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Please help v/confused!

 

Mathyou
Unregistered guest
OK

I'm about to buy the Cambridge Audio Azur 640a. I have a MS308 sub to connect to it and am not sure of the best way. I know the 'daisy chain' system is one way, amp-sub, sub-speakers.

The 640 also has a pre-amp out, which the bloke in richer-sounds says can also be used to power the sub. But he said that I would only need to take a line from either the left or right of the pre-amp on the amp to either the left or right on the sub inputs.

I tried to explain to him my concern that this would mean that all the sub level frequencies that are in the channel not being use would be use would be lost. He wasn't having any of it and said it would be fine! Is this true? Surely it can't be right?

So the only thing I can think of is that I should use 2 sub phono cables and use both left and right outs and send them to the left and right (which my sub happens to have) of the sub.

I've never heard of this being done so just wanted to ask everyone here if I'm way off base or not? Please help!!!

Kind regards,

Matt
 

J. Vigne
Unregistered guest


The low bass frequencies that would be handled by the sub are mixed into mono. If you hear the bass apparently coming more from one side or the other, what you are hearing is the upper harmonics of the bass note. Beneath 125Hz, bass is increasingly non directional in nature due to the size of the wave front for a low bass note. Spreading the bass over both channels is a hold over from the days of vinyl. In the digital recording format it is still done to give more dynamic range and even power distribution to the low bass which are the most dificult frequencies to deal with in many ways. If you prefer to connect both channels you can certainly do that. Possibly the bloke was trying to save you the cost of a second cable.


 

Silver Member
Username: Varney

BirminghamEngland, UK

Post Number: 183
Registered: Sep-04
So where exactly does a sub connect to on the amp? Does one need a special amp, which is geared to take a sub?
 

J. Vigne
Unregistered guest

Who's that question directed to, Varney?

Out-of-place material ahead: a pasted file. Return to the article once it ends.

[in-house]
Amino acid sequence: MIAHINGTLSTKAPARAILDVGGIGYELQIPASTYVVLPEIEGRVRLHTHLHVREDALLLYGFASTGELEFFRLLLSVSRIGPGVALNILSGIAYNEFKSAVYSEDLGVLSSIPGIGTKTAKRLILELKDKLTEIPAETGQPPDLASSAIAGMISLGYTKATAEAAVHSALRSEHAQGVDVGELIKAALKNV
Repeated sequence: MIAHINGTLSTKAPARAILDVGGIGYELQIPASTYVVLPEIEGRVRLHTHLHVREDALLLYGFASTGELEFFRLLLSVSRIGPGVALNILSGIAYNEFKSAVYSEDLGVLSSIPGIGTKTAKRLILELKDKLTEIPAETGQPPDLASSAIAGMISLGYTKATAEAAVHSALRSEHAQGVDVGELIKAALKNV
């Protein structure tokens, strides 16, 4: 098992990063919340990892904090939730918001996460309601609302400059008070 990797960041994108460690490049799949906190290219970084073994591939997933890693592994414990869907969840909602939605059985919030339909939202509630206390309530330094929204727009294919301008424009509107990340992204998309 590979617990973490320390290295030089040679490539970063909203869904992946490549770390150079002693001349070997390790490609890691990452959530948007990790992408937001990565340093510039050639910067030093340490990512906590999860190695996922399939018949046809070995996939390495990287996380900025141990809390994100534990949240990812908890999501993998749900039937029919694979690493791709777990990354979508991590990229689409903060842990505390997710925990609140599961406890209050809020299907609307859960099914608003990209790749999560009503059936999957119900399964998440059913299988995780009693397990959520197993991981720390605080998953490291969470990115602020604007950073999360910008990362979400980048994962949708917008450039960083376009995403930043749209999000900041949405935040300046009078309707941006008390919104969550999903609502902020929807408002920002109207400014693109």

Bronze Member
Username: Ca_convert

CardiffUK

Post Number: 24
Registered: Jan-05
My question is why even use a sub? if you need a sub, why bother buying an amp of the 640's ability..?? Save yourself some cash you won't hear any different..
 

Silver Member
Username: Frank_abela

Berkshire UK

Post Number: 280
Registered: Sep-04
Another way of solving this problem is to use the high level input of the Sub. Most subs have two types of input - Low level and High Level. The Line level is Low-level. The High Level input of the sub connects three wires to the speaker terminals of the amplifier - one ground (either of the black terminals), and two positives one for the left positive speaker connection and one for the right positive speaker connection.

When you set up the sub, you change its volume and frequency values to integrate subtly with your speakers. Although the sub receives a full-frequency signal, it'll filter out frequencies above the value you set at setup time.

A sub can be useful if you're using bass limited speakers, but also if you're using full-range speakers. Most full-range speakers don't go below 50hz. Many higher-end full-range speakers don't go below 35hz. If you use the sub to fill in below this, then you will get an extended frequency response even further down. A good sub can go down to 18hz - a really good one can go down to 12hz. If properly setup, you will hear a difference, and bizarrely the difference won't just be in the bass! When setup correctly, subs seem to open up the midrange and treble lending more air to the proceedings. I don't know why this is, but it's something I've observed on many occasions.

Regards,
Frank.
 

Bronze Member
Username: James_the_god

Doncaster, South Yorkshire England

Post Number: 17
Registered: Jan-05
No matter how much you're willing to spend on a sub, there's no point in investing hundreds on one that could go deeper than 18hz because you simply can't hear anything that low. Plus no songs have the frequency that low unless ure driving around town in a Black BMW with 15 inch super woofers and extra subs installed everywhere.
Mathyou, your MS308 is pretty much perfect for a small subwoofer (but still big) and good for getting that extra 25-35 hz for some music etc and i know that sub can handle 35hz-stick with it, but im afraid i can't give you any help on the daisy chain connection thing!

James
 

Bronze Member
Username: Ca_convert

CardiffUK

Post Number: 35
Registered: Jan-05
The average (sic) human ear cannot hear much below 35-40Hz. Below this is feel rather than hear, but arguably ULF will generate harmonics perhaps even within the human body etc that replicates that sound. The Low E on a bass guitar is approx 100 Hz (go on someone tell me Im wrong - I'm extrapolating from A on a a treble clef at 440Hz).

My point is that most cheap subs (less than £500-£600) are more likely to "slow" the sound down, since they are incapable of maintaining the rhythmic tempo of the music, either through inferior design, or lack of amplifier control.
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